Remote management and access tools are great things for IT staff to use, but if they are not set up correctly or they have bugs hidden in the code they can quickly become a nightmare. Intel’s AMT (Active Management Technology) suite of tools recently was found to have a rather nasty little surprise hidden in them. It seems that a flaw in the way their SOL (Serial on LAN) tool runs combined with the way Windows deals with AMT allowed attackers to use AMT to deploy malware and to exfiltrate data from a compromised system.
The life of a security researcher is not all beer and pizza. In most cases the days are long and very few seem to appreciate what you are doing. From the stand point of a security researcher they are the good guys trying to help push an agenda of security. They spend countless hours finding the holes in code and hardware before the “bad guys” do. Sure there are bug bounty programs that pay fairly well and some researchers work for larger firms, but it is not all about the money or attribution.
Over the weekend there was a lot of talk about how Windows in particular is vulnerable to a flaw that is linked to SMB. This flaw could allow someone to grab user information by forcing a redirect to a malicious server using the SMB protocol. The way it works is pretty simple; if you give someone a URL that begins with the work “file” then Windows (and some other systems) will think that you want to use SMB to connect to a file share. If the server that the link (URL) points to uses even basic authentication then you can try and tempt a user to put in their own credentials and grab them during the exchange.
Remember how Ubisoft offered that free game to everyone that had issues with AC Unity? Well despite many people thinking that this was to make things right it was really all about making sure that Ubisoft did not end up the target of a law suit. According to multiple sources on the internet there is verbiage in the EULA that says you are giving up any and all rights to sue Ubisoft over the issues present in AC Unity. To call this a jackass move on the part of Ubisoft is something of an understatement.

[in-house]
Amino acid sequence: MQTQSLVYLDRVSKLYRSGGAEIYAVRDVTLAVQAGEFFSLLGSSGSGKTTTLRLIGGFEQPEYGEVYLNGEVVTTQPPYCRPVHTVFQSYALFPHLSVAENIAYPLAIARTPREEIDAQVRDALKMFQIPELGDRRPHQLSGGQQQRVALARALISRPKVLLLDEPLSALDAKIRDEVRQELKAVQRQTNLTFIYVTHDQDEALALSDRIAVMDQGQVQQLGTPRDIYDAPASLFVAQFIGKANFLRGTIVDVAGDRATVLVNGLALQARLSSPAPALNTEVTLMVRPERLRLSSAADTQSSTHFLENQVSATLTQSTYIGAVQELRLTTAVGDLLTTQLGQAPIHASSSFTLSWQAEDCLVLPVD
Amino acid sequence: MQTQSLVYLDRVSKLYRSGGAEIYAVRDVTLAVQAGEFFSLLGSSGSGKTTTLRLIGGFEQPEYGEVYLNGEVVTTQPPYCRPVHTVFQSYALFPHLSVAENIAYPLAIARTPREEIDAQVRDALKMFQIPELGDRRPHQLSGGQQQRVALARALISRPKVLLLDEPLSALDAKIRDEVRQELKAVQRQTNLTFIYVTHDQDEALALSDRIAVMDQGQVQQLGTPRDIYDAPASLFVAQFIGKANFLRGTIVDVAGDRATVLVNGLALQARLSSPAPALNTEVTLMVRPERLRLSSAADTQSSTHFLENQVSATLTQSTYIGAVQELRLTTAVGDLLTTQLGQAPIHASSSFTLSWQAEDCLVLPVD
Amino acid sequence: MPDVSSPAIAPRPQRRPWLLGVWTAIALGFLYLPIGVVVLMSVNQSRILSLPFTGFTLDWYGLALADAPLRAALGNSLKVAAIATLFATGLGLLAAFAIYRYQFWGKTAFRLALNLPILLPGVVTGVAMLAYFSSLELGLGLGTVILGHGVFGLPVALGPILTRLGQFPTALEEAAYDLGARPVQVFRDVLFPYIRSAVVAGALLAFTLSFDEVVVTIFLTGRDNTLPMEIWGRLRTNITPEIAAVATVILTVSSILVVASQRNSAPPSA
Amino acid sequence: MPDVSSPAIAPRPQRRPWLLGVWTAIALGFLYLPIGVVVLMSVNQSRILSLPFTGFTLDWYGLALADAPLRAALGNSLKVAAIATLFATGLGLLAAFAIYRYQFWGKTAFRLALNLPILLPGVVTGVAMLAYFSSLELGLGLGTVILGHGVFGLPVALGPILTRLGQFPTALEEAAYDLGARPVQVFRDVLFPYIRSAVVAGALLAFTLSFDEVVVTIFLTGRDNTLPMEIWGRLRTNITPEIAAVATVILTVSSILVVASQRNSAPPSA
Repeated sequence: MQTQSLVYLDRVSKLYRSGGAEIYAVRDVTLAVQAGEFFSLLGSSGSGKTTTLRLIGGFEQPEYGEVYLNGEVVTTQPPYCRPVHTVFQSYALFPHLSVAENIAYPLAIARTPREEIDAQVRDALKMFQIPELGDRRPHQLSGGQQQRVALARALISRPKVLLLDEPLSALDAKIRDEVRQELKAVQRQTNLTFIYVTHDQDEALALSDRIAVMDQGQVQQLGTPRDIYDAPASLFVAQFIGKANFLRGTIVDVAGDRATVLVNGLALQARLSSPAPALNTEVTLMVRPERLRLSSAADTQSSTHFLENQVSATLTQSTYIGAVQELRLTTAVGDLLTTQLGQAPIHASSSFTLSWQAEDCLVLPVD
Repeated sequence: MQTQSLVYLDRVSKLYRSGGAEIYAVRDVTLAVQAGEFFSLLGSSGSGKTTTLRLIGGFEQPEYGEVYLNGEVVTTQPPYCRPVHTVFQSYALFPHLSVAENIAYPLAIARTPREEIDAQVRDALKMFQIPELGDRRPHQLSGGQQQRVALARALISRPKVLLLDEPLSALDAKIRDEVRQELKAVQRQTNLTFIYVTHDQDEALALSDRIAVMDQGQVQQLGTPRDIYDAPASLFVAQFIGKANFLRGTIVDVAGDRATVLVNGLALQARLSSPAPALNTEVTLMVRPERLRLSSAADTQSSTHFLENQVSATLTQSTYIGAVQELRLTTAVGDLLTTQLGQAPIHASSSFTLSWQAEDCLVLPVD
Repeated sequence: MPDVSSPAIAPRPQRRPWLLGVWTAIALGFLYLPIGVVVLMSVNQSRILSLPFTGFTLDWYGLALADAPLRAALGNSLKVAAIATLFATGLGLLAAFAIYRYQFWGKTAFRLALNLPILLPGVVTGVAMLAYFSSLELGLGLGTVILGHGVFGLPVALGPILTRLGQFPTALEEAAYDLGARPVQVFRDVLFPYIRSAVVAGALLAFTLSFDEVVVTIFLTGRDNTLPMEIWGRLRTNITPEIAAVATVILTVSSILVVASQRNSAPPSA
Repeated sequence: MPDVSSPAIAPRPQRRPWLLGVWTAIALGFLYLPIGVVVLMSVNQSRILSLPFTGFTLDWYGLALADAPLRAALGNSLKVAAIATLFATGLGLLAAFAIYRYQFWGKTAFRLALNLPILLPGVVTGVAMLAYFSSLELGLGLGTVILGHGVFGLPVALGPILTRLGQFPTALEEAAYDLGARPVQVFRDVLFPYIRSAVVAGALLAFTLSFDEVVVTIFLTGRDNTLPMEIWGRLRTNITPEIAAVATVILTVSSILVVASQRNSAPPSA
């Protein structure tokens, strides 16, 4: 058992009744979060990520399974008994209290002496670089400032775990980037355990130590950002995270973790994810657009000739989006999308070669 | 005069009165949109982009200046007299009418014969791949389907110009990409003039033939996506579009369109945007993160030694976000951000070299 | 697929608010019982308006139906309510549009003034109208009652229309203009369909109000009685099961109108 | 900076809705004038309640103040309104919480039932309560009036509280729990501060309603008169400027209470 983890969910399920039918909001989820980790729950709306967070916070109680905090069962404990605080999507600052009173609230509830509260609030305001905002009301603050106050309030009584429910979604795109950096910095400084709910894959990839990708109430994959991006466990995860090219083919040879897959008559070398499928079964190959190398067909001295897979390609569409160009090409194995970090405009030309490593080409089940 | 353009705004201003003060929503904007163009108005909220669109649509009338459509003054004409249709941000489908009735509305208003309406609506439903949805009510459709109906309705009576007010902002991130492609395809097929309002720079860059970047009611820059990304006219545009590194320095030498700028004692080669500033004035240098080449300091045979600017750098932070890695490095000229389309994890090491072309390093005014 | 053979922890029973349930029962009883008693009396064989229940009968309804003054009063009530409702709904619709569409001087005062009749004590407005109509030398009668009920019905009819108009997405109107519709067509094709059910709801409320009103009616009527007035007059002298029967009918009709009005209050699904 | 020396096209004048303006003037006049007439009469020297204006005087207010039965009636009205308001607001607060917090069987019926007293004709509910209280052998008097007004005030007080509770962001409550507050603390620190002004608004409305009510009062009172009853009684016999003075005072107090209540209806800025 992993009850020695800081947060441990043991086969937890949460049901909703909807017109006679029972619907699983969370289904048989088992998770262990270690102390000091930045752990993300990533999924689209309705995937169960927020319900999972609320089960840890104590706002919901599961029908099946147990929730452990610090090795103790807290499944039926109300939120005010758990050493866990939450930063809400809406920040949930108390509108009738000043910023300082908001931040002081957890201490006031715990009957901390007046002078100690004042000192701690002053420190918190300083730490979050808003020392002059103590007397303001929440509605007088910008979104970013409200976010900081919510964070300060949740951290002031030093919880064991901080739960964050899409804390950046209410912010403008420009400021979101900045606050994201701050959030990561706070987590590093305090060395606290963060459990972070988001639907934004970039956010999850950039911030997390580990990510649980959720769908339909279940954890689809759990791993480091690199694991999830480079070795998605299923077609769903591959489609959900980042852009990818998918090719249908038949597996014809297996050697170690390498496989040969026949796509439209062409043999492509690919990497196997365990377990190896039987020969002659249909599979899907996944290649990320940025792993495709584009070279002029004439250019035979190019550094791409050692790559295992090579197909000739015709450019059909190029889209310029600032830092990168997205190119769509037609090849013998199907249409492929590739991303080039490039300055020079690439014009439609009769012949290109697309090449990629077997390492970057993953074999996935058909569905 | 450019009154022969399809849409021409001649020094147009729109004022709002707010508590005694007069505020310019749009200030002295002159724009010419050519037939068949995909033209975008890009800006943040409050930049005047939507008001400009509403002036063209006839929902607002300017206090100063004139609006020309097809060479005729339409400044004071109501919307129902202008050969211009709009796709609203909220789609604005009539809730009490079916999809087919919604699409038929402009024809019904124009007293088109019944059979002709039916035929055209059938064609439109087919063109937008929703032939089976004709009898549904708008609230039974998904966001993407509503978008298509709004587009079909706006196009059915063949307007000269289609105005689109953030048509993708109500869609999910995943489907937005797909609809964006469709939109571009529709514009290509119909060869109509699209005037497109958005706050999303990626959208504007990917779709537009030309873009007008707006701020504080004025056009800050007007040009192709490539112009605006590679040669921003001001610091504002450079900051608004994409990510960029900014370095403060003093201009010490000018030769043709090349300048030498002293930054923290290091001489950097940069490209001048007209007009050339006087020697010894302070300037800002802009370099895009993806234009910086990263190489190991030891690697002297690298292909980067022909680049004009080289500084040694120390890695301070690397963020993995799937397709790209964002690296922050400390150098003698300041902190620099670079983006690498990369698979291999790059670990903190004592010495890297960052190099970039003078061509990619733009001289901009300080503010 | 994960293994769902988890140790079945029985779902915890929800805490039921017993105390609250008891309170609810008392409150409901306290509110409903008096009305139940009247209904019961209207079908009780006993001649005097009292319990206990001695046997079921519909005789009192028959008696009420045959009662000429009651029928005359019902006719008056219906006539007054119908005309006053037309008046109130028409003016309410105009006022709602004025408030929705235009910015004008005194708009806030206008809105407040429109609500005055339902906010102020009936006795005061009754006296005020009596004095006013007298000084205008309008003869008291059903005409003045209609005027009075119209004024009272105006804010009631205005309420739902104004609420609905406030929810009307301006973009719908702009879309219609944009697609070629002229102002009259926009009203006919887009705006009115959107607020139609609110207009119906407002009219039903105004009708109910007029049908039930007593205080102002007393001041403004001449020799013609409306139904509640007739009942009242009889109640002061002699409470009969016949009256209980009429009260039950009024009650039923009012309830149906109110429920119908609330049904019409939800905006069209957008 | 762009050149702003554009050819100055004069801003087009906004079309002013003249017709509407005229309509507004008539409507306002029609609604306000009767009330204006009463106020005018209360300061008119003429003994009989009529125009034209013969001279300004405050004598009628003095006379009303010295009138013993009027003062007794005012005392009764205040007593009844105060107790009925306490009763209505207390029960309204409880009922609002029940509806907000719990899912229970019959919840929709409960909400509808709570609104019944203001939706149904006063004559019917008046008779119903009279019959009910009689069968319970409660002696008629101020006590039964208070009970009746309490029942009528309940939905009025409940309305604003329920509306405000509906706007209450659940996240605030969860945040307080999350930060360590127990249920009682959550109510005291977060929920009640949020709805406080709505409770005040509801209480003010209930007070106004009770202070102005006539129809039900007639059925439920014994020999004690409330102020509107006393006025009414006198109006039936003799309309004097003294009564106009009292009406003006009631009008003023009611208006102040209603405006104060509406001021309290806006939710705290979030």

Just when you thought it could not get any worse for Ubisoft it turns out that the patch they designed to fix all of the broken stuff is also sort of broken. According to a post on the Assassin’s Creed Unity site some Xbox owners were seeing a 40GB download when they were trying to grab patch 4 for the game. It seems that the patch was attempting to re-download the entire game and simply overwrite all of the game files instead of just trying to replace the messed up ones.
One of the biggest issues in security is not the number of bad guys out there or the number of zero day exploits that exist in the wild. Sadly it is that far too many companies and people do not update their devices and software. Now I know that it is a pain to run updates on every device you own, but in most cases these updates are important. This is the case we find with the recent brouhaha over a version of cryptolocker (SynoLocker) that appears to target Synology NAS devices with an older (and unpatched) version of Disk Station Manager (DSM).
Remember the news about the “locked” out graphical features in Watch Dogs? Well Ubisoft has finally released a statement about those options and a claim as to why they were hidden in the first place. According to Ubisoft the reason they were hidden had nothing to do with denying users game settings. It was all about “possible impacts on visual fidelity, stability, performance and overall gameplay quality”.
After taking a pretty big hit from the HeartBleed bug OpenSSL I back in the new for an additional six bugs that put user data at risk. Security researchers have discovered a number of additional bugs in OpenSSl that can be used to allow malicious persons to spy on communication. Fortunately for the masses (about two thirds of internet sites use OpenSSL) these new bugs are not as easy to exploit as Heartbleed was.
Mozilla is the version 28 of browser Firefox for the first time significantly changed the user interface from the issue of Firefox 4 back in 2011.